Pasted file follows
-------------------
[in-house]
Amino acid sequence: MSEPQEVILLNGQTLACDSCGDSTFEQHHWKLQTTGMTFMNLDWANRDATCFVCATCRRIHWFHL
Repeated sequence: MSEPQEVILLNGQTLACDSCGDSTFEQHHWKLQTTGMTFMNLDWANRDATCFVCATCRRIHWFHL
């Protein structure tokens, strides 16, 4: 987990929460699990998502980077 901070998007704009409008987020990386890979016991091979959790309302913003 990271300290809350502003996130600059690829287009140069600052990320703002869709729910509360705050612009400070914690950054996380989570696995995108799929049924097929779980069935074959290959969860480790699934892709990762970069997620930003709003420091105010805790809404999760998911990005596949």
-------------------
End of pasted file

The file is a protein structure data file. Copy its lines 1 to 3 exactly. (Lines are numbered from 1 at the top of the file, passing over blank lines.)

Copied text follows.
[in-house]
Amino acid sequence: MSEPQEVILLNGQTLACDSCGDSTFEQHHWKLQTTGMTFMNLDWANRDATCFVCATCRRIHWFHL
Repeated sequence: MSEPQEVILLNGQTLACDSCGDSTFEQHHWKLQTTGMTFMNLDWANRDATCFVCATCRRIHWFHL